Sunday, January 16, 2011

Crapface's CBR-III Review #2 - The Corrections



We're all miserable, asshole bastards. That was the prevailing thought in my mind while I read Jonathan Franzen's The Corrections.

This was the first novel I've ever read by Jonathan Franzen and I have to say, he's one author who truly lives up to the hype. Some of you might remember that when Franzen's newest novel Freedom came out, the consensus most of the critics reached was, "OMG best book evar!" Then of course, the haters followed, declaring The Corrections to be his true masterpiece. Being a hater at heart, I decided I needed to read The Corrections first.

The novel centers around a Midwestern, middle-class family that isn't dysfunctional on paper, but in its interiors, is completely collapsing. Alfred, the patriarch of family, is slowly deteriorating mentally and is beginning to see turds running around tauntingly (I couldn't make this up). Enid, the matriarch, is in denial of Alfred's state and is completely obsessed with bringing her family together for one last Christmas in her home.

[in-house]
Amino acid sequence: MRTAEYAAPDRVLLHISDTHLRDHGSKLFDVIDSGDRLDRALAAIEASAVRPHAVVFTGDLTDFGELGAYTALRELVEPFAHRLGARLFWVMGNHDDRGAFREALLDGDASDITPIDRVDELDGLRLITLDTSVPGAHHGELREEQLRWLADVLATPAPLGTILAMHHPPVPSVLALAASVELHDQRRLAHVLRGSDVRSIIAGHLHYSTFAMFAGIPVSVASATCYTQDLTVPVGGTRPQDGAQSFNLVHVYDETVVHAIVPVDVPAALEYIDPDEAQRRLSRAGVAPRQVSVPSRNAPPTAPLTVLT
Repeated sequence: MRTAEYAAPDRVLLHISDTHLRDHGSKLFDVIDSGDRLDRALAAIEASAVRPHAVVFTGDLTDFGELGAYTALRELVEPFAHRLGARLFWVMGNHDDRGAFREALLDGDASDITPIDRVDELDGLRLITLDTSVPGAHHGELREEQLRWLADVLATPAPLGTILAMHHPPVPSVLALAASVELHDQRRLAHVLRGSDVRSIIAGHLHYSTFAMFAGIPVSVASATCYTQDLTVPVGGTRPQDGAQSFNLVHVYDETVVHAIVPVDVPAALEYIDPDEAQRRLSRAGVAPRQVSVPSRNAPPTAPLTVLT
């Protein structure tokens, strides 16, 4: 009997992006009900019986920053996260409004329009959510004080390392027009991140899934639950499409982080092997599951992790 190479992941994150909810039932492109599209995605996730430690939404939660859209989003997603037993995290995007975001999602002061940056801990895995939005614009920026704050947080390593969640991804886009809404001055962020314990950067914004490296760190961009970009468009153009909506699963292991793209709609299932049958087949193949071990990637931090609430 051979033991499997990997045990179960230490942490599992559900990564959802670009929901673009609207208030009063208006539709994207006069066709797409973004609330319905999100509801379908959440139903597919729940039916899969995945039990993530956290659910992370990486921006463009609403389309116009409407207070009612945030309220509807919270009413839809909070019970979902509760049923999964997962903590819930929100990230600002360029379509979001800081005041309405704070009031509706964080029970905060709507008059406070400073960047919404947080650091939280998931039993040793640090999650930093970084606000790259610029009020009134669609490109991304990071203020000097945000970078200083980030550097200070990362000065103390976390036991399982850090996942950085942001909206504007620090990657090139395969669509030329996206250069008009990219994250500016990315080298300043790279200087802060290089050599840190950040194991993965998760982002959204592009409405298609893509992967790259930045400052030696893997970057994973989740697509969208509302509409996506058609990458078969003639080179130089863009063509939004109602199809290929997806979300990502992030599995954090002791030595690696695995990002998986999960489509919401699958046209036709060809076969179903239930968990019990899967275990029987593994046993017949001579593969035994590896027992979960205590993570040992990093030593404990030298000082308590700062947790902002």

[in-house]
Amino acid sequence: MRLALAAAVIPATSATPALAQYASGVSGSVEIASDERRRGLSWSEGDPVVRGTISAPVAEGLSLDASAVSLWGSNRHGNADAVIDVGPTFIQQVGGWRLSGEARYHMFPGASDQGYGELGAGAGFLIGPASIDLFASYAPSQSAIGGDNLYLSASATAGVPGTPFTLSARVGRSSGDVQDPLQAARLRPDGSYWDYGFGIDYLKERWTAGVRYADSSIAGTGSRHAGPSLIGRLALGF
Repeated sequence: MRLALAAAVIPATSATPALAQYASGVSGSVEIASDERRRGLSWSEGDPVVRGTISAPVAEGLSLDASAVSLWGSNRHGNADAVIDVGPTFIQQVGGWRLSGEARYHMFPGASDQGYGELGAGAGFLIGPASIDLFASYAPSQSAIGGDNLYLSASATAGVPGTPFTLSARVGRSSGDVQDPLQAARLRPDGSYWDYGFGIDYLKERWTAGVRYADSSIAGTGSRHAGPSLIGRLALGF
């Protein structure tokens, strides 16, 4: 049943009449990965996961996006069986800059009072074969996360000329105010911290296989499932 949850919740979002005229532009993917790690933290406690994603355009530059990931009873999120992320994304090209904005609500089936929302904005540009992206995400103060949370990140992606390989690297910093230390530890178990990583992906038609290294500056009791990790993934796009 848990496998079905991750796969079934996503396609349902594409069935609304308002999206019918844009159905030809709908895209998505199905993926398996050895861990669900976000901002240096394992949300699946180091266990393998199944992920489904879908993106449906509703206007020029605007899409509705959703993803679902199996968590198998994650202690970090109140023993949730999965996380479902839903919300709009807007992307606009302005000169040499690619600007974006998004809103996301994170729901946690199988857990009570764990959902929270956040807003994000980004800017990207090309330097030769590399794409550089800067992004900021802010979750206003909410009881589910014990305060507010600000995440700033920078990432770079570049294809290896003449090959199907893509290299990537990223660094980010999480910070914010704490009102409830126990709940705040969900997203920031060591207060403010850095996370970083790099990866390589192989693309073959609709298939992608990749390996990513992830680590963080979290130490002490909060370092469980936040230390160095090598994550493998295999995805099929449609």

Their adult children - Chip, Gary, and Denise - are all assholes, but in different flavors. Chip an immature fuck-up. Gary is overly-critical, self-righteous, and just a relentless dickhead in general. Denise is two-faced, and plays at being the perfect daughter while mentally torturing her lover. All three are embarrassed of their parents, and all three have moved to the East to escape them.

Franzen devotes different sections of the book to the thoughts of each family member, a technique which makes the ending of the novel just that much more rewarding. While reading through the different sections, it becomes obvious just how separate all the characters' lives truly are. They all wear different masks, and never really get to know each other beyond those facades.

The Corrections truly is epic. BEST BOOK EVAR? I don't know, but it definitely warrants a second read.

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